By: David W. Smith, Extension Safety Program The Texas A&M University System
Portable generators are useful when temporary or remote electric power is needed, but they can also be deadly. The primary hazards to avoid when using a generator are carbon monoxide (CO) poisoning from generator exhaust fumes, electrocution and fire.
Carbon monoxide danger
Carbon monoxide is an odorless, colorless gas byproduct of incomplete combustion of fuels, such as natural gas, heating oil and diesel. This toxic gas interferes with the blood’s ability to carry oxygen to internal organs. People exposed to carbon monoxide will experience a range of symptoms. Low-level exposure can result in headaches, lethargy, weakness, nausea and muscle aches. High-level exposure can cause paralysis, impaired judgment and even death.
Preventing CO poisoning
- Never operate a generator indoors. This includes homes, garages, basements, attics or other enclosed or partially enclosed areas even when you think there is sufficient ventilation. Opening windows and doors will not prevent CO buildup.
- Locate the generator outdoors away from windows, doors and vents where CO gas can enter the home.
- Install CO alarms with battery backup in your home according to the manufacturer’s recommendations. CO alarms should be certified to meet requirements of the latest safety standards (UL 2034, IAS 6-96 or CSA 6.19.01). Test alarms frequently and replace dead batteries.
Portable generators convert liquid fuel to electrical power to operate electrical appliances, tools and other devices. Homeowners should protect themselves and family members from electrical shock and electrocution by using portable generators correctly.
- Keep the generator dry and do not expose it to rain or place it on wet surfaces. Operate it on a dry surface under an open, canopy-like structure. Remember to dry your hands before touching the generator.
- Plug appliances directly into the generator or use a heavy duty extension cord that is rated for outdoor use. Make sure the extension cord is also rated (in watts or amps) at least equal to the sum of the connected load. Check that the cord has no cuts or tears and that the plug is a three-prong plug equipped with a grounding pin.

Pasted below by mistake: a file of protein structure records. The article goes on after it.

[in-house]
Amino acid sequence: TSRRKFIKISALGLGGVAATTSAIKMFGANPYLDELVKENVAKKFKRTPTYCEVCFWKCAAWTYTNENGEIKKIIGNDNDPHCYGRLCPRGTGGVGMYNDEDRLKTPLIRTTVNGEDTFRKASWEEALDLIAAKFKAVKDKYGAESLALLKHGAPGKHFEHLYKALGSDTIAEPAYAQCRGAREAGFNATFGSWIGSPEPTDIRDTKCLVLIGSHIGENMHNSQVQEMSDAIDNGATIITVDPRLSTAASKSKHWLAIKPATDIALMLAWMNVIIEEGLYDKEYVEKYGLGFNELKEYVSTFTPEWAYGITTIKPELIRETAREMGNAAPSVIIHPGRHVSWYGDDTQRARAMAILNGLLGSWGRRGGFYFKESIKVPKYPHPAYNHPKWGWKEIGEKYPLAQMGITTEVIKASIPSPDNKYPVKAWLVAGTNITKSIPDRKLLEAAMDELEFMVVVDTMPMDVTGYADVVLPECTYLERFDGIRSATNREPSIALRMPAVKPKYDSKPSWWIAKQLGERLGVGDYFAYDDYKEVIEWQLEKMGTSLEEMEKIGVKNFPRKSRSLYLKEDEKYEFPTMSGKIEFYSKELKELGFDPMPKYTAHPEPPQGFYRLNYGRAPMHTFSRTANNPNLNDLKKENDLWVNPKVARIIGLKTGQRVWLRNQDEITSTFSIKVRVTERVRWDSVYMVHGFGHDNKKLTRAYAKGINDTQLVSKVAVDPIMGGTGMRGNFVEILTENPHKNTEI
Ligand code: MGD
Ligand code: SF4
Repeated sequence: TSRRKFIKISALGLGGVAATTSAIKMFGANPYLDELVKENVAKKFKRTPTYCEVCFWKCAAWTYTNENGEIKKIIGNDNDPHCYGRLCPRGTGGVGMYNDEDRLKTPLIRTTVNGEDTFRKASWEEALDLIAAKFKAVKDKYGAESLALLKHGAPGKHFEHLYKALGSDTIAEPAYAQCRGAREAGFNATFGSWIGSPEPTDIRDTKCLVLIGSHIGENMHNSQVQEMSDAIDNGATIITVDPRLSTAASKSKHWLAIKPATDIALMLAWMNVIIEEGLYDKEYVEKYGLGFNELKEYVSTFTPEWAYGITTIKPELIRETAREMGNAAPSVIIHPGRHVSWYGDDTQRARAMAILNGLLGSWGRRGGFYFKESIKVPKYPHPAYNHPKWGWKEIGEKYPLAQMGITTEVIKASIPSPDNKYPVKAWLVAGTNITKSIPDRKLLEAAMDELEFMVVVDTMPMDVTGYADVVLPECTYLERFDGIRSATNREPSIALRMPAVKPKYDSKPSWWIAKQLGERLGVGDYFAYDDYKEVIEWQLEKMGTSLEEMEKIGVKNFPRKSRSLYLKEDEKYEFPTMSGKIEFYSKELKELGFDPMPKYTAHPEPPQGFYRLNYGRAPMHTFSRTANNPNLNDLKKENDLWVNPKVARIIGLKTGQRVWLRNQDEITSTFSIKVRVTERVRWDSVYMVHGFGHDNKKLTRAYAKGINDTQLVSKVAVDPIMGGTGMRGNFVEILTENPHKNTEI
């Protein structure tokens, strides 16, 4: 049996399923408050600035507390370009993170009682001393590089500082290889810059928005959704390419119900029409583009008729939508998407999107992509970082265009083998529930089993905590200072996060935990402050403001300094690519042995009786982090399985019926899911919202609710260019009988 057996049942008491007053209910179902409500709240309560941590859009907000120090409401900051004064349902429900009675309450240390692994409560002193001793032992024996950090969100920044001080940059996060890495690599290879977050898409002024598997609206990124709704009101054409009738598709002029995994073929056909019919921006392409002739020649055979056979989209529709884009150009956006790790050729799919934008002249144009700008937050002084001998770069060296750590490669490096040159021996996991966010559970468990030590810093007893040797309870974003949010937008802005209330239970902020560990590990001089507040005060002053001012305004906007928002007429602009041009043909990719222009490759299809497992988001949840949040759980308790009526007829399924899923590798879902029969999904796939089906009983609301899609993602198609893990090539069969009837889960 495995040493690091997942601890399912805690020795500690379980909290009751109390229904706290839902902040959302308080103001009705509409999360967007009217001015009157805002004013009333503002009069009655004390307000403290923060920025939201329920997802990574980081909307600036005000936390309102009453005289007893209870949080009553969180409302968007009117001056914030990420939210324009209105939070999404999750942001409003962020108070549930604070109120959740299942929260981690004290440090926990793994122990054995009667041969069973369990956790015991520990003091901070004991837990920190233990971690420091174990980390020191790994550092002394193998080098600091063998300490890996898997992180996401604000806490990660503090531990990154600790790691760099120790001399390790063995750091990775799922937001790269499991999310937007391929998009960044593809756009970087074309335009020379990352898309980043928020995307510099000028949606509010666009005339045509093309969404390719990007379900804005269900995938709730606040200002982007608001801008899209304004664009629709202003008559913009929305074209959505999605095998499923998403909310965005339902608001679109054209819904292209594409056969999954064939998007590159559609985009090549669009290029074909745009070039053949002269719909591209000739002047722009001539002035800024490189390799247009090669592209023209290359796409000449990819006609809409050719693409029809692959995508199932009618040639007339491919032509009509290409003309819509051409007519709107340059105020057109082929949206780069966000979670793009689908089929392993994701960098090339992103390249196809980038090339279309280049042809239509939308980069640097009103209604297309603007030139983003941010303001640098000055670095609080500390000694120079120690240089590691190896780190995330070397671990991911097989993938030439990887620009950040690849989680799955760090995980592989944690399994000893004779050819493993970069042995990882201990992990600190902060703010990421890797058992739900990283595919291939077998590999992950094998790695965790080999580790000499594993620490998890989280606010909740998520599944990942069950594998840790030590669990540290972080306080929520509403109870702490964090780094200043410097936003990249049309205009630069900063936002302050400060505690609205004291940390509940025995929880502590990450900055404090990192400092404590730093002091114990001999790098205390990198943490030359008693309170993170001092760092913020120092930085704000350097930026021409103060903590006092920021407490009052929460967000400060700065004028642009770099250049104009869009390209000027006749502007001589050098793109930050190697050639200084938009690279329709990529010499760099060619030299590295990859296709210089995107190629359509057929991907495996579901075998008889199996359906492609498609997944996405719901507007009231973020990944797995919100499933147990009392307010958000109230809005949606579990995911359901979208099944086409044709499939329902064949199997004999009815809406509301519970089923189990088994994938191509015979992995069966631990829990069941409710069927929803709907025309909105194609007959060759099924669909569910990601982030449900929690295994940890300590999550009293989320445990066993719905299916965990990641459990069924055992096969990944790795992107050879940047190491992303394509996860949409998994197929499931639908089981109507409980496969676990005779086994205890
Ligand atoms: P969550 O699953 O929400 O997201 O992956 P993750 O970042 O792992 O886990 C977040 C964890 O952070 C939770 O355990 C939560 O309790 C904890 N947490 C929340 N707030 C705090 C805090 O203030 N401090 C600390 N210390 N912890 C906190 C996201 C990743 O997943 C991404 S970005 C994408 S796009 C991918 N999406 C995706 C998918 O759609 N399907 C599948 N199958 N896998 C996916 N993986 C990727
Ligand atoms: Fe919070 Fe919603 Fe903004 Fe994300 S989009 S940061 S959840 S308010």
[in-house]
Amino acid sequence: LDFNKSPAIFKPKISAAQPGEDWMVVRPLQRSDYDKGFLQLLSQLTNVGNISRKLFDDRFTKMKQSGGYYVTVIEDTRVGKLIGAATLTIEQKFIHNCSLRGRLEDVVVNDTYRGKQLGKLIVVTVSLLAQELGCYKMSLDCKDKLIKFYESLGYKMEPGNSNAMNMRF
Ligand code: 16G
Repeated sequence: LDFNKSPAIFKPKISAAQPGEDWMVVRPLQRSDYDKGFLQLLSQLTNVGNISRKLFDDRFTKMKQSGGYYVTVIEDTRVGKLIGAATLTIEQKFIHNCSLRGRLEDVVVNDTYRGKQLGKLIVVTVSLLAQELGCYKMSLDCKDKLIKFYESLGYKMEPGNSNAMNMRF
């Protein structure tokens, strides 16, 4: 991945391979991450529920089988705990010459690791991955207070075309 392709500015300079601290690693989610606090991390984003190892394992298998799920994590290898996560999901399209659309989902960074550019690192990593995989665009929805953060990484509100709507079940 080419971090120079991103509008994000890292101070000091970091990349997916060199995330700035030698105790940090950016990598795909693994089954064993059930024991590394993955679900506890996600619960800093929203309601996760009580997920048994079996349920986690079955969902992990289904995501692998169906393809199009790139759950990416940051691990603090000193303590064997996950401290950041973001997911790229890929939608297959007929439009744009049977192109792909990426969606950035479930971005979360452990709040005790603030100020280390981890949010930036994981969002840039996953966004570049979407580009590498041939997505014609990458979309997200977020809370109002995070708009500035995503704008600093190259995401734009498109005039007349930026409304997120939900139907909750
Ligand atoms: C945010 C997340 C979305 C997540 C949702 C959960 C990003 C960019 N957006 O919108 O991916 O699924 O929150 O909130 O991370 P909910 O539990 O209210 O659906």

- Never plug the generator into a wall outlet in a house or other circuit. This practice, known as “back feeding,” is extremely dangerous because it energizes the failed electrical wiring supplying the home. This could electrocute unsuspecting utility workers and/or neighbors who might be servicing the electrical system. It also bypasses some of the built-in household circuit protection devices.
- If you must connect the generator to the main house wiring, contact a licensed electrician to do the installation. The professional will install the proper disconnect or transfer switch to prevent the current from “back feed” situations.
- Permanently installed, stationary generators are better suited to provide backup power to a home during power outages. Even a properly connected portable generator can become overloaded. This can cause overheating or stressing of the generator components and possibly lead to a generator failure.
Fires can occur when refueling portable generators or when fuel is stored in inappropriate areas.
- Never store generator fuel in your home. Gasoline, propane, kerosene and other flammable liquids should be stored outside of living areas in properly labeled, non-glass safety containers.
- Do not store fuel near a fuel burning appliance, such as a natural gas water heater in a garage. If the fuel spills or the container is improperly sealed, invisible fuel vapors from the container can move along the ground and be ignited by the water heater’s pilot flame.
- Turn the generator off and let it cool before refueling. A gasoline spill on hot engine parts could ignite.
- Always store a fire extinguisher in the immediate vicinity of the generator.
Other safety precautions
- Always check the generator thoroughly each new season before you turn it on.
- Never attempt to repair a generator. Only qualified servicemen should perform repairs.
- Don’t remove or tamper with safety devices. They are for your protection.
- Don’t touch hot engine parts.
- Keep children away from the generator and fuel storage containers.
Post-Hurricane CO Poisoning Incidents
Hurricane Katrina made landfall on August 29, 2005 on the Gulf Coast of the United States. Because of widespread power outage and property damage, portable backup generators were used to operate electrical appliances and aid cleanup efforts.
From August 29 to September 24, 51 carbon monoxide (CO) poisoning cases were reported in Alabama, Louisiana and Mississippi. All but one case is thought to originate from improper use of portable generators. Of these cases, 46 were nonfatal, and five were fatal. Source: Centers for Disease Control. Morbidity and Mortality Weekly Report. October 7, 2005.
Facts about Portable Generator Deaths
- 40 percent of deaths occur in winter months.
- 70 percent of deaths occur in the home.
- 26 percent of portable generator incidents involve multiple deaths.
- 80 percent of CO poisoning deaths associated with portable generators occur in adults 25 years and older.
- 72 percent of victims are male.
Source: Consumer Product Safety Commission. Release #04-141. May 20, 2004. Facts based upon 223 generator-related deaths from CO poisoning from 1990 through 2003.
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